First, props on diving into the clarity that you’ve found since starting on the supplements! It’s wonderful to hear that you’ve continued to pursue your interests!
You seem to equate the balance of your neurochemicals with the balance of your mental state. This is a reasonable position regarding the mind/body problem, especially given your success with amino acids. I encourage you to take this further and consider how your diet affects your mood from day to day. I know that if I eat the wrong thing, it can send me spiraling (even with supplements).
Many great thinkers have differing positions on the nature of thought itself. You refer to it as an agony, a necessary suffering for those for whom it brings pain. I would like to acknowledge that. In some cosmologies, such (excessive) suffering is not the necessary Duhkha, but a result of trickery (of indeterminate origin).
Part of the purpose of meditation is to pause (or fully cease) such thoughts entirely, but then there remains the question of what to do with them when they return.
I think that those thoughts ironically sneak up the most during moments of stillness. I also think people are aware of this and have developed a number of means of staving them off. Some exercise. Some engage in creative hobbies. Some attend SWAT meetings!
I would like to suggest keeping a journal as you proceed - it may help you to notice patterns (which may lead to a solution).
I shall continue rooting for you as you navigate the maze of thought.


Thank you for the reply/

On the medication, it’s not that i never needed it, i was prescribed some antidepressants in a very young age by a psychiatrist, i just decided back then that if it’s in my mind, then i should try and work it naturally. It did, partially, the void didn’t leave, but the anxiety decreased substantially.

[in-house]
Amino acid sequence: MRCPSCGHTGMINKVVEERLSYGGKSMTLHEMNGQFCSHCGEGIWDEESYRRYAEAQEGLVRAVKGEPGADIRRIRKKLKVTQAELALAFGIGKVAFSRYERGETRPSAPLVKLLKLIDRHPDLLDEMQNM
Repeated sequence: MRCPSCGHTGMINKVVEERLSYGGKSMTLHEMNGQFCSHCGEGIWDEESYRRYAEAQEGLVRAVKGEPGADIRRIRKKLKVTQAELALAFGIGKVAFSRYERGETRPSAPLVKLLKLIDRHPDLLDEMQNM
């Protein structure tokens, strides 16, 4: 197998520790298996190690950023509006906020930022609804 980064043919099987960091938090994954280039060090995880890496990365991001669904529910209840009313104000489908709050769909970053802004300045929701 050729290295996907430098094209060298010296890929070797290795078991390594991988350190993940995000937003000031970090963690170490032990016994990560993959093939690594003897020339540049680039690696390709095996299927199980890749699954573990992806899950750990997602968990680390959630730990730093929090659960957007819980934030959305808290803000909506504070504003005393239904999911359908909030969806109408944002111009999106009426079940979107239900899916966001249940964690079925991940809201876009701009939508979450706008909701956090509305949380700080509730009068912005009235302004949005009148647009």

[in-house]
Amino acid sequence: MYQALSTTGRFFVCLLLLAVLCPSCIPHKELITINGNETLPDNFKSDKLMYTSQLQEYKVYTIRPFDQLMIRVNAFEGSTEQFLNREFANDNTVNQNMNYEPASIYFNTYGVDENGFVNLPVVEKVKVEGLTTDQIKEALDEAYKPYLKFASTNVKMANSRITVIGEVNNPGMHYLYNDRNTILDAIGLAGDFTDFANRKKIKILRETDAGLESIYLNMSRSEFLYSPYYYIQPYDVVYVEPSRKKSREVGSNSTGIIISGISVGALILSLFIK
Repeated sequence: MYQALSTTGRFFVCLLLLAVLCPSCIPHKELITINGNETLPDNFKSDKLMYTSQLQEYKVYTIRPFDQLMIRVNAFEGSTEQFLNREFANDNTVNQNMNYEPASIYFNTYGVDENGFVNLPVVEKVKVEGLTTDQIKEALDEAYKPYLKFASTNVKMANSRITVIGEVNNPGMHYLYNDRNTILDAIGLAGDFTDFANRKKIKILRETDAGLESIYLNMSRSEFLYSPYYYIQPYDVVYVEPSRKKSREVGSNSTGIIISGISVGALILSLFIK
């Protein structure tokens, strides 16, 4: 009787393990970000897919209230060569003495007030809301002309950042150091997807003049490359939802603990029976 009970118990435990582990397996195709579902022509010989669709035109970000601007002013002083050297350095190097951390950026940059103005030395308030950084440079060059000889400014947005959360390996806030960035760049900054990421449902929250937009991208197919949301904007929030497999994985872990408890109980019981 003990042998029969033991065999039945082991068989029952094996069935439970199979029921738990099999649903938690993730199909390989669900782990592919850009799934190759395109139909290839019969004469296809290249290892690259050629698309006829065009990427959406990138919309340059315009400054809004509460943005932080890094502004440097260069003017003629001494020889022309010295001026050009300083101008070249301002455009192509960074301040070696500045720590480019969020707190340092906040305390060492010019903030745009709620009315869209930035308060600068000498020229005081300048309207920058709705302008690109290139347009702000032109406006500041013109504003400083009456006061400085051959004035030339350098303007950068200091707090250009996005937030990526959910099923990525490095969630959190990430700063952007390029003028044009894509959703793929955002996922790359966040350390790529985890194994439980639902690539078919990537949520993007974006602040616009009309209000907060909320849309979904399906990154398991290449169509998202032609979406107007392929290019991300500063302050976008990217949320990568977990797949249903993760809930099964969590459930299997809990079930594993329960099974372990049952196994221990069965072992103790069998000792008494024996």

Now on the brain coping with it: would you agree that coping with very deep negative thoughts is not a satisfying way to live life? It may be a bearable one, one which will keep you from commiting self harm, but enough for fulfillment? I do not believe so, honestly.

I believe to be very introspective, so i do wonder about a lot of what you said, since my teenage years. With those wonderings, one would think adaptation were to be with me already, and with all those people who are not so young and still keep trying to find answers to simply cope. It’s tough to think that we desperately must fight with the universe for an answer to just cope with a void, isn’t it? A great alternative would be for this fight to be on genuine satisfaction, which is the issue i’m trying to describe here.

Well, anyway, thank you very much for the kind words.

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Thank you very much!